First, a summary of why I'm qualified to write on the topic: My four most significant matches so far have been the finals of the British Men's in 2003 and 2004 and the semi-final and final of the British Open this year. I found myself having to play the two 'Gods of the game', Rob Fulford and Reg Bamford, but to the surprise of spectators, managed to give them a run for their money, with 3-0 wins and 2-3 losses to each of them. Given my aggregate of 10-6 in games (which might have been 11-4 if I'd hit a 7-yarder), a reader could naturally mistake me for their equal. At present, I am not. Every good player knows that Rob and Reg are currently in a league above mine, as likely to complete 6 peels in a turn as I am to complete 4.
Given that I am basically equipped with good shooting and a standard triple peel, the simplest theory for my wins is that I've just been lucky. To an extent, it is true - I have been lucky. They have happened to miss a few shots and I've managed to hit a few tricky ones. But never underestimate luck - be ready for it; I have seen many players play a distracted, terrible stroke just after some luck!
The two most significant changes in my game over the last couple of years have been in my improved shooting and my state of mind when playing a tough match. On shooting, I have little to say other than: 1) Wait for your mallet on the back-swing. Under pressure, many players seem to hurry moving their hands forward before the mallet is close to its natural-high point in the back-swing. Trust your body to play the shot. 2) Be lucky. Knowing you could be lucky enough to hit the long shot seems to allow your body to do it more often. Well, the thought seems to help me, anyway.
I believe the key to overcoming such blocks is to break the task down into manageable chunks. Entering a best-of-five match, trying to visualise winning 3 of the games is likely to undermine you. Each game stands in its own right, so I try to take one game at a time without thinking about the errors I made to lose the previous game, or wondering how I'm going to win the next two games.
The next step is to bear in mind how easy it is for a moderately good player to beat a great player in a single game. If you can hit one shot at some stage and take a four-ball break round, even without control of the leave you'll be able to get a ropey Old Standard Leave out and give them a 13-yard shot, which is roughly their 50/50 range. If they miss and you take your other ball round to the peg, even without any peeling, they can simply miss their second 13-yard shot to lose. So hitting in only once in a match and playing 4-ball breaks, a player has a 25% chance of beating a great player, so long as they don't break down. The pressure is really on the top player - they don't want to lose to a scratch! With that knowledge in the back of my mind, I know it's OK to win; then it's just a question of likelihood.
A couple of years ago, I had trouble with the pace of approach shots from the side of a hoop. I knew that if I hit too hard, the ball would skate across the face of the hoop, and too softly, I'd never get in front. So I found myself battling to stay on the tight-rope between the two disaster scenarios - and it was all the worse if I felt under pressure. The right approach is to first decide where you are going to aim to land, given your starting distance from the hoop, and then simply play the shot to try to stop your ball there; trust your body to play the stroke.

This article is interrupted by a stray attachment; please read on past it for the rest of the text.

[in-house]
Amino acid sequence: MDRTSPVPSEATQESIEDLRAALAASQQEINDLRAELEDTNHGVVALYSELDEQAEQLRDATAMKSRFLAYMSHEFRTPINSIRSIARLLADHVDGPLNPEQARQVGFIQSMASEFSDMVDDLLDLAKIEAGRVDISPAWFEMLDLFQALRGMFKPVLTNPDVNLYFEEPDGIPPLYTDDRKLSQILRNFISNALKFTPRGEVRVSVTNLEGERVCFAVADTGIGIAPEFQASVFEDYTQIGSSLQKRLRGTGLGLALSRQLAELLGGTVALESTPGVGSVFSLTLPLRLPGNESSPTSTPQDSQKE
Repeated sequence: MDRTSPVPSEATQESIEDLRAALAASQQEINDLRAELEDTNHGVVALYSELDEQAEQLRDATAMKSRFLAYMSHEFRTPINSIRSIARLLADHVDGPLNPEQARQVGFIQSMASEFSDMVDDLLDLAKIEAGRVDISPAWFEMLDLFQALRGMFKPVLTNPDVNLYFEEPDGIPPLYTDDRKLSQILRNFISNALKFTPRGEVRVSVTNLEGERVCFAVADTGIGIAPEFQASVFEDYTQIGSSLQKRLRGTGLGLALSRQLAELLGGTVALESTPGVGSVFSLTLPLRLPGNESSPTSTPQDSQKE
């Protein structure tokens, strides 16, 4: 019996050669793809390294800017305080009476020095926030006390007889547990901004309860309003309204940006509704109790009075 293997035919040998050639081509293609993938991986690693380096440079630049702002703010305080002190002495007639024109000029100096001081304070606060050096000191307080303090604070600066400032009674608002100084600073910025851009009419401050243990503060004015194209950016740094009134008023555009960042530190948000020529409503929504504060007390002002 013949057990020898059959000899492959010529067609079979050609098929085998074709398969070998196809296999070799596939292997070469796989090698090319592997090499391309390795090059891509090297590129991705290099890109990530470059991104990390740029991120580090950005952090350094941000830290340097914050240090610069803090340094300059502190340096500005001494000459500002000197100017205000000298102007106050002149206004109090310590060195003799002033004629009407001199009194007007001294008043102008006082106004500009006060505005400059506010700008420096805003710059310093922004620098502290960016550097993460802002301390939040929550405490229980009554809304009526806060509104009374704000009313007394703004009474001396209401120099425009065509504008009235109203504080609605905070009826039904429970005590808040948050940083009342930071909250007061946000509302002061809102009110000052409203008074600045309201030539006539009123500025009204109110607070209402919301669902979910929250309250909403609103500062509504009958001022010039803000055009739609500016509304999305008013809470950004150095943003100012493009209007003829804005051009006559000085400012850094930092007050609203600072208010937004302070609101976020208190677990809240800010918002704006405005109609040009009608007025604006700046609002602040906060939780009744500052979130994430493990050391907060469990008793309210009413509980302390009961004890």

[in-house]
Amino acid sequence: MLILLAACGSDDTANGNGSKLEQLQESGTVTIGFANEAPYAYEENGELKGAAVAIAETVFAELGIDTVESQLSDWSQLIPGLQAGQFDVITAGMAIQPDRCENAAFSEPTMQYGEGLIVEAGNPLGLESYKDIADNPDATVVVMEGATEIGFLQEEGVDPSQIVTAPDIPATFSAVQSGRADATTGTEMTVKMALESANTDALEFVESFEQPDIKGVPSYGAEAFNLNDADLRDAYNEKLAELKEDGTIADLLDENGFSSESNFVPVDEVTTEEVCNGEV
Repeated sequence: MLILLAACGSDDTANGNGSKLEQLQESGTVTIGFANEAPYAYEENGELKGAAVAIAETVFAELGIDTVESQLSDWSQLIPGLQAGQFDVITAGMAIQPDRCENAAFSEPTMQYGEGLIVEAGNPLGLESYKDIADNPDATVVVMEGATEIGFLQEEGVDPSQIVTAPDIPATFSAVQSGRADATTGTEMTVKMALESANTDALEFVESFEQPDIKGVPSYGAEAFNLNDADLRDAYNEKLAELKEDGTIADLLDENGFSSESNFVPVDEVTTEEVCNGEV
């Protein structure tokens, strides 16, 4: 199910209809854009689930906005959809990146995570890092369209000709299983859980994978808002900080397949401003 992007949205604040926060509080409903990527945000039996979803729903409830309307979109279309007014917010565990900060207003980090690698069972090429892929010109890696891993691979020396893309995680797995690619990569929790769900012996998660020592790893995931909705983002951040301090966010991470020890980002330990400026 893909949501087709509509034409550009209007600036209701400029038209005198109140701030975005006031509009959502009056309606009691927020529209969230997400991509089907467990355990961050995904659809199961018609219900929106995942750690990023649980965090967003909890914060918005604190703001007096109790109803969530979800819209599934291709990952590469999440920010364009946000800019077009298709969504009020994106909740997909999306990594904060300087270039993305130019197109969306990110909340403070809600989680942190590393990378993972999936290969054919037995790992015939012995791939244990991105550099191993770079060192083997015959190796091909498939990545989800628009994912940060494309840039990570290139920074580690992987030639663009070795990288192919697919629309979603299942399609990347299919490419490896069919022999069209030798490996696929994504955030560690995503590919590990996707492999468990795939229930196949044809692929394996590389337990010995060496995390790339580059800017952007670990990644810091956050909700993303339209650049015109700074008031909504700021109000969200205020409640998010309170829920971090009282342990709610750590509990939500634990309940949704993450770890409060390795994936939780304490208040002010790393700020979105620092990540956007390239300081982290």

It sounds trivially simple, and it is. I believe other people have similar problems with take-offs to balls on a boundary; worrying about going off the lawn or not getting within range - these thoughts make you tense. Instead, decide where to try to stop (e.g. 2 yards short of the ball) and then aim to land on that spot. Don't be suckered into thinking it would be nice to be a little closer than that as you play it - pick the right spot to aim for first.
My next piece of TP improvement advice is to watch really good players play TPs and try to predict where they'll send the balls before each stroke. I expect many minus players will ignore this: "I've read Wylie, seen lots of TPs and know what I'm trying to do." I reckon most players think too vaguely when they are playing. After making Hoop 4, they rush toward Corner 3 and put the ball to Hoop 6 whilst getting a rush on partner. What if partner is still in the hoop, only half-peeled? They do the same, then doing the rush peel. (Is that what you do?) And it's all fine, usually.
To me, having broken down so often and having studied the likes of Fulford and Clarke easing their TPs round, now there's a difference in the Hoop 6 pioneer positions depending on whether the 4-back peel has completed after 3. If it has, and is rushable, I aim to put the pioneer between 6 and the peg (and slightly west), as I'll be going to that before making 6 off partner. If not, I aim to put the ball a couple of feet east of 6, in case I don't get a rush on partner (behind 4-back) after hoop 5. It's 4-yards difference in this case, and in many others it will only be a couple of yards difference, but the differences add up a lot when you're trying to become a consistent triple-peeler. Playing 'Predict Rob' is a good method of bringing Wylie's book to life.